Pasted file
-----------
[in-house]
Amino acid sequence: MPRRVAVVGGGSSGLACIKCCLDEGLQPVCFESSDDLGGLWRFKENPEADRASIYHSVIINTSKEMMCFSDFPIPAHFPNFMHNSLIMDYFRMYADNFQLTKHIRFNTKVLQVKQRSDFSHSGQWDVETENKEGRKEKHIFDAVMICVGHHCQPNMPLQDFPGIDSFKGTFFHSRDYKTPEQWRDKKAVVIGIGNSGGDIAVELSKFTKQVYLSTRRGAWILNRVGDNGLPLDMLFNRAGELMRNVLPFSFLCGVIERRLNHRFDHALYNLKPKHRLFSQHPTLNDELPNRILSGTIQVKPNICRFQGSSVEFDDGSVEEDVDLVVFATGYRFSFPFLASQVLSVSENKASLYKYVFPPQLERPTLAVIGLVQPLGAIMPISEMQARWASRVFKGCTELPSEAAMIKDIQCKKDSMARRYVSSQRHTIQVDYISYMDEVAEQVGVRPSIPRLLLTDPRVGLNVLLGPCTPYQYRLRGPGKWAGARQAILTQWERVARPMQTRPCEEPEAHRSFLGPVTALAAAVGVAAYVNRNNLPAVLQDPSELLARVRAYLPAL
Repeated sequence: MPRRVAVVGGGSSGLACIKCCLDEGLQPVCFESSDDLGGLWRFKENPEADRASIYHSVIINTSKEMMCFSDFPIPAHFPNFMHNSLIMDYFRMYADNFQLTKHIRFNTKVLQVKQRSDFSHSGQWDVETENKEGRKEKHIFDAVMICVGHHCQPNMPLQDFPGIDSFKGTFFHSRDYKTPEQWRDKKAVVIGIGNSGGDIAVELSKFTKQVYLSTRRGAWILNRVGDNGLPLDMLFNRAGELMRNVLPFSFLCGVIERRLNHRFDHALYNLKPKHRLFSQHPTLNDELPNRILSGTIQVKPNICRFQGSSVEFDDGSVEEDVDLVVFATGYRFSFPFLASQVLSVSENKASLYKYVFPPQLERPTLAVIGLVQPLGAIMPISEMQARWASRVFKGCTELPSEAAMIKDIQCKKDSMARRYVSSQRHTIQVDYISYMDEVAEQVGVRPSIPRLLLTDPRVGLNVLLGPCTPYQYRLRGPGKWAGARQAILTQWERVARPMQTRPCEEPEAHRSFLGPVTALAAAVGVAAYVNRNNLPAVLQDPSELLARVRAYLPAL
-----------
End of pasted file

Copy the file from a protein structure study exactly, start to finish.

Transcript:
[in-house]
Amino acid sequence: MPRRVAVVGGGSSGLACIKCCLDEGLQPVCFESSDDLGGLWRFKENPEADRASIYHSVIINTSKEMMCFSDFPIPAHFPNFMHNSLIMDYFRMYADNFQLTKHIRFNTKVLQVKQRSDFSHSGQWDVETENKEGRKEKHIFDAVMICVGHHCQPNMPLQDFPGIDSFKGTFFHSRDYKTPEQWRDKKAVVIGIGNSGGDIAVELSKFTKQVYLSTRRGAWILNRVGDNGLPLDMLFNRAGELMRNVLPFSFLCGVIERRLNHRFDHALYNLKPKHRLFSQHPTLNDELPNRILSGTIQVKPNICRFQGSSVEFDDGSVEEDVDLVVFATGYRFSFPFLASQVLSVSENKASLYKYVFPPQLERPTLAVIGLVQPLGAIMPISEMQARWASRVFKGCTELPSEAAMIKDIQCKKDSMARRYVSSQRHTIQVDYISYMDEVAEQVGVRPSIPRLLLTDPRVGLNVLLGPCTPYQYRLRGPGKWAGARQAILTQWERVARPMQTRPCEEPEAHRSFLGPVTALAAAVGVAAYVNRNNLPAVLQDPSELLARVRAYLPAL
Repeated sequence: MPRRVAVVGGGSSGLACIKCCLDEGLQPVCFESSDDLGGLWRFKENPEADRASIYHSVIINTSKEMMCFSDFPIPAHFPNFMHNSLIMDYFRMYADNFQLTKHIRFNTKVLQVKQRSDFSHSGQWDVETENKEGRKEKHIFDAVMICVGHHCQPNMPLQDFPGIDSFKGTFFHSRDYKTPEQWRDKKAVVIGIGNSGGDIAVELSKFTKQVYLSTRRGAWILNRVGDNGLPLDMLFNRAGELMRNVLPFSFLCGVIERRLNHRFDHALYNLKPKHRLFSQHPTLNDELPNRILSGTIQVKPNICRFQGSSVEFDDGSVEEDVDLVVFATGYRFSFPFLASQVLSVSENKASLYKYVFPPQLERPTLAVIGLVQPLGAIMPISEMQARWASRVFKGCTELPSEAAMIKDIQCKKDSMARRYVSSQRHTIQVDYISYMDEVAEQVGVRPSIPRLLLTDPRVGLNVLLGPCTPYQYRLRGPGKWAGARQAILTQWERVARPMQTRPCEEPEAHRSFLGPVTALAAAVGVAAYVNRNNLPAVLQDPSELLARVRAYLPAL